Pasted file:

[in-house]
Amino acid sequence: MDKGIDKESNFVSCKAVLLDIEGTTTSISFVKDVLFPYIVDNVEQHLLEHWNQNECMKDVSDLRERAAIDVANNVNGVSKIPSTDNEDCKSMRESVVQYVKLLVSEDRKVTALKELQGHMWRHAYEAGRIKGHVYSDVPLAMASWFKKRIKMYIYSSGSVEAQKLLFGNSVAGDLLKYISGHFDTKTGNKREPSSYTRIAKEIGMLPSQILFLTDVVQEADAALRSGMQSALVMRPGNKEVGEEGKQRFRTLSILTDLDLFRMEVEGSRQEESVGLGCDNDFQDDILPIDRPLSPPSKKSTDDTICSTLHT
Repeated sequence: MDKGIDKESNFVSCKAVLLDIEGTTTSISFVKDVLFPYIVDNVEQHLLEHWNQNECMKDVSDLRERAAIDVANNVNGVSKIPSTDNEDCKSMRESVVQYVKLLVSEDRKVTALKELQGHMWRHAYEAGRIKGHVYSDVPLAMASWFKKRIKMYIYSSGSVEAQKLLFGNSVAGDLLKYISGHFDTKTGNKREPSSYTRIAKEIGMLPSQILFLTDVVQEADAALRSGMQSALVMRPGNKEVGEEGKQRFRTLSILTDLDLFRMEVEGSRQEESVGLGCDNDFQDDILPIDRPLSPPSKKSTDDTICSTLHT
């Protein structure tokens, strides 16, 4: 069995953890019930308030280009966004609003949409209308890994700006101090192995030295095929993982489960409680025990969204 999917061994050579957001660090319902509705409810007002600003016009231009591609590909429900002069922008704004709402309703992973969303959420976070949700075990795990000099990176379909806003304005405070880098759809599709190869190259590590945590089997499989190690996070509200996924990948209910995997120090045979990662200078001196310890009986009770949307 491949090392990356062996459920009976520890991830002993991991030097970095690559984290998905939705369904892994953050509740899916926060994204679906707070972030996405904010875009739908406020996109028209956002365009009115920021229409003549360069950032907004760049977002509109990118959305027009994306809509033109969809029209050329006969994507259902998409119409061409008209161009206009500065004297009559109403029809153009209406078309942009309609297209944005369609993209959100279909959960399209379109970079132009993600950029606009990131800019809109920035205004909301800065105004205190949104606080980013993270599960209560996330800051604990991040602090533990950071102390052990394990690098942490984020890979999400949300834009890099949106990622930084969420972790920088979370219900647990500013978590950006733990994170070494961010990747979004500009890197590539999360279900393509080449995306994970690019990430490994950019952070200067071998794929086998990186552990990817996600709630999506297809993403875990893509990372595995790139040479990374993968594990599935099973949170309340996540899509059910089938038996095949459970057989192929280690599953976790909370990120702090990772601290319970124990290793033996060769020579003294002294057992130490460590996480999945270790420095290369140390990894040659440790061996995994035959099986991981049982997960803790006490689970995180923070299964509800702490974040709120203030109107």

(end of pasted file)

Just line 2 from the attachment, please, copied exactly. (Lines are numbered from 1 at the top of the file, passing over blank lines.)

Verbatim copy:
Amino acid sequence: MDKGIDKESNFVSCKAVLLDIEGTTTSISFVKDVLFPYIVDNVEQHLLEHWNQNECMKDVSDLRERAAIDVANNVNGVSKIPSTDNEDCKSMRESVVQYVKLLVSEDRKVTALKELQGHMWRHAYEAGRIKGHVYSDVPLAMASWFKKRIKMYIYSSGSVEAQKLLFGNSVAGDLLKYISGHFDTKTGNKREPSSYTRIAKEIGMLPSQILFLTDVVQEADAALRSGMQSALVMRPGNKEVGEEGKQRFRTLSILTDLDLFRMEVEGSRQEESVGLGCDNDFQDDILPIDRPLSPPSKKSTDDTICSTLHT